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I am new to Quantum computing.

I see $|\mbox{+}i\rangle$ state maps to y-axis on bloch sphere ($\theta = 90$ degree and $\phi = 90$ degree) while $i|1\rangle$ maps on x-axis, $i|1\rangle$ is stated as $|1\rangle$ with global phase $i$ ($\theta = 180$ degree and $\phi = 90$ degree).

But both the notation ie. $i|1\rangle$ and $|\mbox{+}i\rangle$ looks very similar to me. How do we interpret that something is global phase while reading it.

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It is just the convention that people use the notation $|1 \rangle $ to represent the vector $\begin{pmatrix} 0 \\ 1 \end{pmatrix}$ and $|0 \rangle$ to represents the matrix $\begin{pmatrix} 1 \\ 0 \end{pmatrix}$. Similarly, people use the notation $|i\rangle $ to represent the vector $\dfrac{1}{\sqrt{2}}\begin{pmatrix} 1 \\ i \end{pmatrix}$ .

I could have very much use a different notation, say $|k\rangle = \dfrac{1}{\sqrt{2}}\begin{pmatrix} 1 \\ i \end{pmatrix}$, instead. Maybe this would lessen the confusion.

So by looking at the vector itself, it would be less confusing. That is, if you look at the state $i|1\rangle$ you have

$$ i|1\rangle = i \begin{pmatrix} 0 \\ 1 \end{pmatrix}$$

which you can see that $i$ here is the global phase. But if you look at the state $|i\rangle$ you have

$$|i \rangle = \dfrac{1}{\sqrt{2}}\begin{pmatrix} 1 \\ i \end{pmatrix} = \dfrac{1}{\sqrt{2}} \bigg[ \begin{pmatrix} 1 \\ 0 \end{pmatrix} + i \begin{pmatrix} 0 \\ 1 \end{pmatrix} \bigg] = \dfrac{1}{\sqrt{2}}\bigg[ |0 \rangle + i|1\rangle \bigg]$$

as you can see here, $i$ is not a global phase but rather a relative phase.

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  • $\begingroup$ Thanks. It clarifies...I have one more conceptual question, when we see the vector for i |1> , we say that "i" is the global phase but when we see the vector for | i > or | +>, why don't we consider 1/sqrt(2) as phase...or to put it differently given any vector, how can we say that this part is global phase... $\endgroup$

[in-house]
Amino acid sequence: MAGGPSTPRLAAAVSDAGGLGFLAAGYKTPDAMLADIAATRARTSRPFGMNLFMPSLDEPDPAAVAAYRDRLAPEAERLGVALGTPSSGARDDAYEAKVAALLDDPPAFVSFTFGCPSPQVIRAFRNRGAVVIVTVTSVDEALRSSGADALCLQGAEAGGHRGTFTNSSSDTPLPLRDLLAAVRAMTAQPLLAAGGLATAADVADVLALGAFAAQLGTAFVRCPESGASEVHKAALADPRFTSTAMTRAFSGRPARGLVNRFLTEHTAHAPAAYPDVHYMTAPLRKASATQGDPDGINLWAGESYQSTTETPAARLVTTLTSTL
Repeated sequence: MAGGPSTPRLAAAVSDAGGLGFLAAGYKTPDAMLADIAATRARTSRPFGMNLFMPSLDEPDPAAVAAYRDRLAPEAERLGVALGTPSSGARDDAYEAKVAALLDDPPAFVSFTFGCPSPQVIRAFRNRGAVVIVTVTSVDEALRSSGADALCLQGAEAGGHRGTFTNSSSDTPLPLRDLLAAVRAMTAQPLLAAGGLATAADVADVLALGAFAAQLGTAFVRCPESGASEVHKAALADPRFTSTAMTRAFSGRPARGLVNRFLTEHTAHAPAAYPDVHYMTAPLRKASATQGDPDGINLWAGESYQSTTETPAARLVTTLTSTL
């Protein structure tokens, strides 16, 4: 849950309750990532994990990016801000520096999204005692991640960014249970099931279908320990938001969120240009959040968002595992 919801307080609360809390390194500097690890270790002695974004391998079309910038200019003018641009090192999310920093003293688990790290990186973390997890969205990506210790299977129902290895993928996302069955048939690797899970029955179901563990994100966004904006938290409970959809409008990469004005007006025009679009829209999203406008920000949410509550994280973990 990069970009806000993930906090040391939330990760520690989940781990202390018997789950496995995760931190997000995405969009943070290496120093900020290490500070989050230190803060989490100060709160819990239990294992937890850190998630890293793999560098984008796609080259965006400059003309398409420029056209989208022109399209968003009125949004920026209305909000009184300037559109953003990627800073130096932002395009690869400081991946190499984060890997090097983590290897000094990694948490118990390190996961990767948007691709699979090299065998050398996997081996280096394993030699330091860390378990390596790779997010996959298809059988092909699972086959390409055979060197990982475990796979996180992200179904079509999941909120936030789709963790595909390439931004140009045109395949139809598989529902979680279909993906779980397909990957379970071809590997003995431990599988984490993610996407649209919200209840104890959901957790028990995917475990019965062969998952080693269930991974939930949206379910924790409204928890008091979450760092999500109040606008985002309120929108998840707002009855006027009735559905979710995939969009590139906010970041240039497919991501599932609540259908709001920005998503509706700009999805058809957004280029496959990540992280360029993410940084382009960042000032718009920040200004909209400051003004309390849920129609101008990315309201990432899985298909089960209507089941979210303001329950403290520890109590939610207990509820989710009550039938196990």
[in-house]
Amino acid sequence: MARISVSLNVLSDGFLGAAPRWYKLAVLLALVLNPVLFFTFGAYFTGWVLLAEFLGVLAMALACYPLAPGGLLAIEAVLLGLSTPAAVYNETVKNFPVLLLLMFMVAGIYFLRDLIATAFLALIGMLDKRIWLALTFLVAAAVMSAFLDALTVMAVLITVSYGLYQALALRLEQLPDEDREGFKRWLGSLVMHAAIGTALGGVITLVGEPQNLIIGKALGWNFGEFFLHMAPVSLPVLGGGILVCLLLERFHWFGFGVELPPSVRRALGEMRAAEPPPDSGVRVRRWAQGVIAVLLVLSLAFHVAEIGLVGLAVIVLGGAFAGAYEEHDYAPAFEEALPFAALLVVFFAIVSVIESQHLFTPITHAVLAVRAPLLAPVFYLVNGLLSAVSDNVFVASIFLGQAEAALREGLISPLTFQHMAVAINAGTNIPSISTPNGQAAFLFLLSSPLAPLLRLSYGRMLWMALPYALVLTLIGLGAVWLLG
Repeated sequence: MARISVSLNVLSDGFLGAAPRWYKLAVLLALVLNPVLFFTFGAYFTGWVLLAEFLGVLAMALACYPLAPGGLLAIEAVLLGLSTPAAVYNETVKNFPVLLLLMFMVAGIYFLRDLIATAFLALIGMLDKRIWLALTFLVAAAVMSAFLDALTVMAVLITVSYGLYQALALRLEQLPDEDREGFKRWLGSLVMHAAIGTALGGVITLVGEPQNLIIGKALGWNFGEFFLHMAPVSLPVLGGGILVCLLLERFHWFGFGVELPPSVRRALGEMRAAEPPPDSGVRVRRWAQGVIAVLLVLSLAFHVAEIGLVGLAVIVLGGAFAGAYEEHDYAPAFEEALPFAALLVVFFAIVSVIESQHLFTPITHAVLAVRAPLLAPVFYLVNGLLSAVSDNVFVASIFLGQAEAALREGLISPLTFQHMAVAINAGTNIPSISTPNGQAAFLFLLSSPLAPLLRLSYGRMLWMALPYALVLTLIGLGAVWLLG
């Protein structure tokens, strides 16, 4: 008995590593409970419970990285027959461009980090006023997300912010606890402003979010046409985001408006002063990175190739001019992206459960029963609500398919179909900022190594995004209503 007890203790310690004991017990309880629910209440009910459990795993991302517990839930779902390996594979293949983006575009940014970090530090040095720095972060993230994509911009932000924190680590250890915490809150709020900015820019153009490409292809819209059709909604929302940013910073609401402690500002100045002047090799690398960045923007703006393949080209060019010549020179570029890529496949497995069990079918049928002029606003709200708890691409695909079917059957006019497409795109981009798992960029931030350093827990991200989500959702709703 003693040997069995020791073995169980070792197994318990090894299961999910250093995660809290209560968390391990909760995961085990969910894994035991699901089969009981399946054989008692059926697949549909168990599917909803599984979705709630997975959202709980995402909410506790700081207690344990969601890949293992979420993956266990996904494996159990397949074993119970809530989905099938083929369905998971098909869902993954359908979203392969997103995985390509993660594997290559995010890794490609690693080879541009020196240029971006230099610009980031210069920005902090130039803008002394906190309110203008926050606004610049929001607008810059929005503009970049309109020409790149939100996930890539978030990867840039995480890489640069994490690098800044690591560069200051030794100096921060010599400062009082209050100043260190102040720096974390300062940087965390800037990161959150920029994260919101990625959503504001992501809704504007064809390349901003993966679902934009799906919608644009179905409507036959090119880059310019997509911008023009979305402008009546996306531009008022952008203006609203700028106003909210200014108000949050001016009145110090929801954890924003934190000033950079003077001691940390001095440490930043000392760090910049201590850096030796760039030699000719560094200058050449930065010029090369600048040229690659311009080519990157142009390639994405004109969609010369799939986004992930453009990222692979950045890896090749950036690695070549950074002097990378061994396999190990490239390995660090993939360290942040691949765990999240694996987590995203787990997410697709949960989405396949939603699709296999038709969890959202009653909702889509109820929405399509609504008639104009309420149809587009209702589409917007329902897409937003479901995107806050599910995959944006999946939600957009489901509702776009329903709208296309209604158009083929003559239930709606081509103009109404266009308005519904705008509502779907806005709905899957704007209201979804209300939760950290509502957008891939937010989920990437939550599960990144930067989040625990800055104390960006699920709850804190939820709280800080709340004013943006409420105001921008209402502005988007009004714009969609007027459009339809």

– Kumar
    Oct 31 '20 at 20:22
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    $\begingroup$ The real factor, like $\dfrac{1}{\sqrt{2}}$, is what we called the normalization constant. It is there to make sure the vector is has unit norm (normalized). $\endgroup$
    – KAJ226
    Oct 31 '20 at 21:28
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    $\begingroup$ global phase comes in when you have a state $|\psi \rangle$ and another state $e^{i\theta}|\psi \rangle$. Thu, if $|\psi \rangle = |1 \rangle$ then the state $e^{i \pi/2} |1 \rangle = i |1 \rangle $ is the same as the state $|\psi \rangle = |1 \rangle $ with an attached global phase of $e^{i \pi/2}$. These two states are not the same mathematically, but they are the same quantum mechanically because we cannot distinguish them under quantum measurement. $\endgroup$
    – KAJ226
    Oct 31 '20 at 21:34
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    $\begingroup$ @abhinav, you can imagine a global phase as a "unit" complex number which has absolute value 1. So if you write this complex number in the polar form $re^{i\theta}$, since $r=1$, you'll be left with the phase factor $e^{i\theta}$. Or in the case of $i$ as global phase your complex number has the following cartesian form $c=a+ib$, in which $a=0$ and $b=1$ so $r=\sqrt{0^2+1^2}=1$. This simple information can help you to distinguish between a global phase and a normalization constant. $\endgroup$
    – 22_J
    Nov 1 '20 at 9:59
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    $\begingroup$ @abhinav, You can easily see that the absolute value of $\frac{1}{\sqrt2}$, which is $\frac{1}{2}$, is not equal to 1! And as KAJ226 explained it nicely, here $\frac{1}{\sqrt2}$ is just a normalization constant. youtube.com/watch?v=2ntBEd-bxKs $\endgroup$
    – 22_J
    Nov 1 '20 at 9:59

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